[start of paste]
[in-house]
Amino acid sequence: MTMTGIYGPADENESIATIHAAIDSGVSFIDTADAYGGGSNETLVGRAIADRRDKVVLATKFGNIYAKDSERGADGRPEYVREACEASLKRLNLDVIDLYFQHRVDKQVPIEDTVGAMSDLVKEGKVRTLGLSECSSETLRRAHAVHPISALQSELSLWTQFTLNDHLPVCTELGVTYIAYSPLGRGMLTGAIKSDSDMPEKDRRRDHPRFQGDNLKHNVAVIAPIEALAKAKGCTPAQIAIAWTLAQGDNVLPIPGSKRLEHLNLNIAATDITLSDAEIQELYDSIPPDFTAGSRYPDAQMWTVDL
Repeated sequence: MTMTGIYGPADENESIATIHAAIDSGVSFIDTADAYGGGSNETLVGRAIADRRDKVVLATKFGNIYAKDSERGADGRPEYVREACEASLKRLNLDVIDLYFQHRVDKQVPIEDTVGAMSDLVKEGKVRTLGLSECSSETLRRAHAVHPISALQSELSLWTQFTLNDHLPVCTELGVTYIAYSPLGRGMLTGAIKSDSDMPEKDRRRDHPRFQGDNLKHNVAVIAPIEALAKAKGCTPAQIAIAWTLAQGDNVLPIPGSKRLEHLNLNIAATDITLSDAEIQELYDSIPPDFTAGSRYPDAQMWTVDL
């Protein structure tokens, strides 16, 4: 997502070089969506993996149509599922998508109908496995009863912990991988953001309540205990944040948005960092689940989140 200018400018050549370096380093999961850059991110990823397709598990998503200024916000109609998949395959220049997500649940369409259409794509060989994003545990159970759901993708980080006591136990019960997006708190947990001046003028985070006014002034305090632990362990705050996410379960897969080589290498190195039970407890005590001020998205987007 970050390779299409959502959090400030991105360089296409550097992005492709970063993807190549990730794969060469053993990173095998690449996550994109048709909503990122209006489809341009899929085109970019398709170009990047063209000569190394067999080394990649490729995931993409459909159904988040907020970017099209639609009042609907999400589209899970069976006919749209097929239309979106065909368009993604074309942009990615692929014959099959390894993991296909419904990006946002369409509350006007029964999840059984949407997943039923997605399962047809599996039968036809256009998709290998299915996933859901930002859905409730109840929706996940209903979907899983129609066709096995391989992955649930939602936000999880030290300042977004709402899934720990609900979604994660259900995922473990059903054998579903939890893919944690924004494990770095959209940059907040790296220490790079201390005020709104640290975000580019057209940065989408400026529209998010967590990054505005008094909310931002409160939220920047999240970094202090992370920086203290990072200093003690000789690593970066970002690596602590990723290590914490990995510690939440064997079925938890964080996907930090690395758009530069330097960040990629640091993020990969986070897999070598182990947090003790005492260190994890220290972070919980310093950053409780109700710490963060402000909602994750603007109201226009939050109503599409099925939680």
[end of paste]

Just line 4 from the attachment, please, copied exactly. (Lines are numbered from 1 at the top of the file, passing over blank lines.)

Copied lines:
């Protein structure tokens, strides 16, 4: 997502070089969506993996149509599922998508109908496995009863912990991988953001309540205990944040948005960092689940989140 200018400018050549370096380093999961850059991110990823397709598990998503200024916000109609998949395959220049997500649940369409259409794509060989994003545990159970759901993708980080006591136990019960997006708190947990001046003028985070006014002034305090632990362990705050996410379960897969080589290498190195039970407890005590001020998205987007 970050390779299409959502959090400030991105360089296409550097992005492709970063993807190549990730794969060469053993990173095998690449996550994109048709909503990122209006489809341009899929085109970019398709170009990047063209000569190394067999080394990649490729995931993409459909159904988040907020970017099209639609009042609907999400589209899970069976006919749209097929239309979106065909368009993604074309942009990615692929014959099959390894993991296909419904990006946002369409509350006007029964999840059984949407997943039923997605399962047809599996039968036809256009998709290998299915996933859901930002859905409730109840929706996940209903979907899983129609066709096995391989992955649930939602936000999880030290300042977004709402899934720990609900979604994660259900995922473990059903054998579903939890893919944690924004494990770095959209940059907040790296220490790079201390005020709104640290975000580019057209940065989408400026529209998010967590990054505005008094909310931002409160939220920047999240970094202090992370920086203290990072200093003690000789690593970066970002690596602590990723290590914490990995510690939440064997079925938890964080996907930090690395758009530069330097960040990629640091993020990969986070897999070598182990947090003790005492260190994890220290972070919980310093950053409780109700710490963060402000909602994750603007109201226009939050109503599409099925939680």